#4 Stop Over-Consuming
Everyday you hear or see items advertised that you “need” or “want”. Whether it be electronics, clothing, cars, household items, etc.- we are influenced to believe that it will increase our happiness in life. Why throw all of these things into your life to complicate it? We decided about five years ago to stop buying presents for each other and for other people for Christmas, birthdays, etc. We did this for two reasons: One, we personally did not want or need anything else in life and Two: We would much rather spend time with people than buy them materialistic things that they will soon forget about or have no use for. We have found that simplifying our lives has been a much more affordable and better way to live. Certainly there are things you need in order to survive, but there a lot of things you don’t need as well. We have found that we enjoy our time together much more now than we ever have and it definitely helps the bank account too!
#5 Drive a 1984 Mercedes 300D
Nate got “Sadie” during his senior year of college. He wanted to convert a vehicle to run on vegetable oil as a fun little project. We have always believed in being as eco-friendly as we can, and this was a great way to help save the environment from toxic emissions. He got the car during his finals week, and worked on it for three full days instead of studying for exams- oops! Little did I know at the time that this would be the car I would be driving full time!
Sadie can not only run on vegetable oil, but she gets over 30 mpg! It is older than I am but is the most reliable and efficient car I have ever driven. I only fill up the gas tank once a month, if that. Yet another great way to save money!
#6 Live in an Airstream
Nate and I have always tried to find cheap places to live where we won’t be completely miserable. This can be hard, but it can be done if you do your homework. We live in a seasonal area where the summertime is the busiest. You can get what are called “Winter Rentals”. They are usually large houses that people rent out by the week for a ridiculous amount of money in the summer. But in the winter, you can rent them for super cheap. The downfall? The lease is only from mid-September to the end of May. So you have no place to live from June to mid-September. Our solution? Buy a 1972 Airstream camper to live out of in the summer.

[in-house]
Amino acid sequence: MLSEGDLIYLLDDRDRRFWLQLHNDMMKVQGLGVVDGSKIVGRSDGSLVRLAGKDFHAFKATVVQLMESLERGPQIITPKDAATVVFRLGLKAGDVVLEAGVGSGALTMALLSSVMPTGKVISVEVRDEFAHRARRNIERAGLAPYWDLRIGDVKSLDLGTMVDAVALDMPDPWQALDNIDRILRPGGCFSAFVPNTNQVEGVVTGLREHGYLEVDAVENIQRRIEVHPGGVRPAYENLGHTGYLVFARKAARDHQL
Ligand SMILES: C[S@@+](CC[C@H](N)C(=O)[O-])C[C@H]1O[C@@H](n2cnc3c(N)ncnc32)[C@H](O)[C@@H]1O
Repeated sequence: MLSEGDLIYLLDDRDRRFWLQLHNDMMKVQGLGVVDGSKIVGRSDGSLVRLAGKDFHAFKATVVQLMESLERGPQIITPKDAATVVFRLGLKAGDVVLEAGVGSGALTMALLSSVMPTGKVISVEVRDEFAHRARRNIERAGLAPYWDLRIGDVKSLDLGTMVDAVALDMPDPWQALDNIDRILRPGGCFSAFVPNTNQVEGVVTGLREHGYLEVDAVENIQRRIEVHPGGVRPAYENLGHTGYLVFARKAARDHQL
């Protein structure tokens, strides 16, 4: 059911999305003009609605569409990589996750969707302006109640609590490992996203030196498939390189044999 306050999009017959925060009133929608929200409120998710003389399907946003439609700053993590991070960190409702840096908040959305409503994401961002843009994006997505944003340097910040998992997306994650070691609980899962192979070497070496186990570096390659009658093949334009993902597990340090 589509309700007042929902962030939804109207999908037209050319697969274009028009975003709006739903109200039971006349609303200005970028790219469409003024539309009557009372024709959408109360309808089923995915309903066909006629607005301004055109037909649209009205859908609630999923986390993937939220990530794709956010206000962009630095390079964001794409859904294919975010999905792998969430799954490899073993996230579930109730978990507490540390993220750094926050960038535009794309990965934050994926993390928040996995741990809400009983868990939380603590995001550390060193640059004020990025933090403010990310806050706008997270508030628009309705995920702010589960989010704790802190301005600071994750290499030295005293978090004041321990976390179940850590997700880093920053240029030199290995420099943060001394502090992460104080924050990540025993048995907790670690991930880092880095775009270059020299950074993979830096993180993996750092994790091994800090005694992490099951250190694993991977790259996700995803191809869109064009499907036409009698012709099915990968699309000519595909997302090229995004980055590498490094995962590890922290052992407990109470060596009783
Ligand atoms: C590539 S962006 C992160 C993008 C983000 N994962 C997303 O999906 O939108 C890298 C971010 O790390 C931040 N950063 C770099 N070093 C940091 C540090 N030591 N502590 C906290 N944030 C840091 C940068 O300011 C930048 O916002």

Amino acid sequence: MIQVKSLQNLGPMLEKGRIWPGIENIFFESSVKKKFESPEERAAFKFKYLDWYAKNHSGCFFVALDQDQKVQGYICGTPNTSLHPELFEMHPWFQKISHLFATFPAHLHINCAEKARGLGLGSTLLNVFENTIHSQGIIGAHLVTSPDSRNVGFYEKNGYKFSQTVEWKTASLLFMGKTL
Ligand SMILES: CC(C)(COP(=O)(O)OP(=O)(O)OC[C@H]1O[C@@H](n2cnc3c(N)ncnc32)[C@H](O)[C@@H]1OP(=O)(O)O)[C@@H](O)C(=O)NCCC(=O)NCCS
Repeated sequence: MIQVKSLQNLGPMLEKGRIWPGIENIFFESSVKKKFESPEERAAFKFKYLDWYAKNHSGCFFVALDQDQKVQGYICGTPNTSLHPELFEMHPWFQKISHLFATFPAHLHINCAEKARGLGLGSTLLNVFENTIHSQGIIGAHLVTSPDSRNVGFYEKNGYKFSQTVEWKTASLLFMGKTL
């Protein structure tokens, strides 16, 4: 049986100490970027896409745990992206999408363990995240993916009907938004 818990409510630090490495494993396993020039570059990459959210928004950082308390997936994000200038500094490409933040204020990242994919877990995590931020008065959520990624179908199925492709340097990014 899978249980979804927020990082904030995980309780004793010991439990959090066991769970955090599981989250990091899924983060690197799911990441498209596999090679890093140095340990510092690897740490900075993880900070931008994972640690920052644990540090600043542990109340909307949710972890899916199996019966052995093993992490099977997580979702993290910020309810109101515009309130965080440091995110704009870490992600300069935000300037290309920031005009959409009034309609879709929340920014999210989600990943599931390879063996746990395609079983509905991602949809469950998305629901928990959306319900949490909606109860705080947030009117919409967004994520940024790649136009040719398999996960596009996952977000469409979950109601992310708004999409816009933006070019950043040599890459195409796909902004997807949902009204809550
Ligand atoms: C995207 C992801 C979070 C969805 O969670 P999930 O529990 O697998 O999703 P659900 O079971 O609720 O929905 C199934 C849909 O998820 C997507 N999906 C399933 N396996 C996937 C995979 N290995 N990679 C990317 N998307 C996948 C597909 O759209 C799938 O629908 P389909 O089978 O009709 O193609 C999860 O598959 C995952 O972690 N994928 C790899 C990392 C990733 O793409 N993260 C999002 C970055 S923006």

We parked this silver bullet in Nate’s parents backyard for free, eating from his mother’s garden all summer. I bought a bicycle on Craigslist for 30 dollars and rode that to work or carpooled all summer. What better way to save money?!
#7 Steal the Internet
This is pretty self explanatory, but internet costs around here are about 55 dollars a month for basic speed internet. That’s 660 bucks a year!! It’s great if you have neighbors who do not have passwords to use their internet. If you aren’t lucky enough to have that, public libraries or relatives houses are great alternatives.
Also, get rid of cable! Nate and I have never once paid for cable, and we never will. We have friends who pay over 100 bucks a month for cable and internet- that’s absurd! Stop rotting your brain out and start saving money!
#8 Live Off of One Person’s Paycheck and Save the Other
This has been the hardest thing we have had to do yet. We decided to live off of my paycheck and save all of Nate’s in order to save the most that we can. I think if I made the same amount each week, it would be easier. But since I juggle four jobs, it can be difficult to figure out how much I will make each week.
I started by writing down how much I make each week on a calendar. We tallied up our expenses and found that if I make at least 500 dollars a week, that would be enough for our rent, groceries, electricity bill, heat, my student loans, our occasional trip out to eat and my gas. Nate would pay his student loans and gas out of his own money and save the rest.
Ultimately, all of these things have helped us to save what we need to in order to go on this trip. So, no, we are not rich. It has taken us almost a year and a half to reach our goal. Also, another interesting outcome to all of this is we have found ourselves enjoying life more now than ever before. Everything we have “sacrificed” for this trip has already made our lives better in some way, and we cannot wait to see what else is in store 🙂